Divorce Lawyers in Ambler, PA
Dedicated Divorce Lawyers Help Clients Through the Divorce Process in Ambler, PA
Divorce is a difficult, traumatic experience for every couple who has come to the decision that their marriage must end. Everyone deserves a compassionate and dedicated divorce attorney who can provide the experienced legal representation you need to protect your interests throughout the divorce process. Even though you and your spouse may have agreed to amicably end your marriage, the fact remains that complications can easily arise during a divorce. Emotions often are injected into the process, making a resolution of issues such as child custody, separation of assets, and payment of support difficult. If your personal relationship with your spouse has already soured by the time you decide to get a divorce, these issues can become exponentially more difficult to resolve.
The dedicated Ambler, PA divorce attorneys of Rubin, Glickman, Steinberg, & Gifford can help you understand the complications you may face as you decide to proceed with a divorce. We will walk you through all of your legal options in a divorce case and ensure that you make informed, rational decisions, which will help your divorce proceed more smoothly. Our lawyers will fight to ensure that you receive a fair and favorable resolution of all the issues that are to be resolved in a divorce proceeding, such as child custody, alimony, and equitable distribution.
The Importance of Fault in Ambler Divorce Cases
Nowadays, the divorce laws allow married couples to obtain a divorce without first proving that one or both parties were “at fault” or caused the failure of the marriage. Instead, couples can file for a “no-fault” divorce in which the parties allege that their marriage is “irretrievably broken” or that they have “irreconcilable differences”. Effectively, you are saying that you and your spouse are estranged and have no hope for reconciliation. A no-fault divorce requires both spouses to consent to the no-fault divorce, or requires both parties to live separately from one another for more than one year if one party wishes to seek a no-fault divorce without the consent of the other party.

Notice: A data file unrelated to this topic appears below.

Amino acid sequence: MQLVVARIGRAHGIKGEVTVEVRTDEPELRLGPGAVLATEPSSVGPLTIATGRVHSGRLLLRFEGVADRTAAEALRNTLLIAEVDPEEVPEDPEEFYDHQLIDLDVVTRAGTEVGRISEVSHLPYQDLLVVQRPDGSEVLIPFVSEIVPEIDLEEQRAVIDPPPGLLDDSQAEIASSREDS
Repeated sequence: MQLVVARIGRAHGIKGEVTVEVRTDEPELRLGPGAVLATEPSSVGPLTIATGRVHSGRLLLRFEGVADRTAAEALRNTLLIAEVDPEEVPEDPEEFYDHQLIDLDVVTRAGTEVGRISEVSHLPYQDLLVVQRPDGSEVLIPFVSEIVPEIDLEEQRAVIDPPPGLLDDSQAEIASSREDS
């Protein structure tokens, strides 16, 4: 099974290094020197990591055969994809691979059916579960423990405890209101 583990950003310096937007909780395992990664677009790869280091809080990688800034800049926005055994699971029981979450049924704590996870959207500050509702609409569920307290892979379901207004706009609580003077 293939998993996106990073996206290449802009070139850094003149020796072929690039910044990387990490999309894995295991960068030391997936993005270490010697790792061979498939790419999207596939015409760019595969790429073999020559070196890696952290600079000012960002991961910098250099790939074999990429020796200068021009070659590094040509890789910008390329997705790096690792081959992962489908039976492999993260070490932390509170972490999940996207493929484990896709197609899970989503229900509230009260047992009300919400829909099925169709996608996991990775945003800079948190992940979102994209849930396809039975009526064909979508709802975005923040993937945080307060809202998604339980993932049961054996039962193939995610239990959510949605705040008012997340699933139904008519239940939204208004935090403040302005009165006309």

When a no-fault divorce is consented to by both spouses, they must fulfill the following filing procedures:
- File a complaint with the court, in which the couple alleges that an irretrievable breakdown of the marriage is the reason they seek divorce
- File an affidavit from each spouse that sets forth their consent to the divorce
- Observe a 90-day waiting period from the date of the filing of your complaint (unless you have already been separated for at least one year)
If you wish to seek a divorce based on your separation from your spouse, in addition to showing that you have lived separately from your spouse for at least one year, you must also have communicated to your spouse your intent to end the marriage.
Of course, the divorce laws still permit a spouse to obtain a divorce based on the fault of the other spouse. Fault-based grounds for divorce include:
- Abandonment without cause for at least one year
- Cruel treatment, such as domestic violence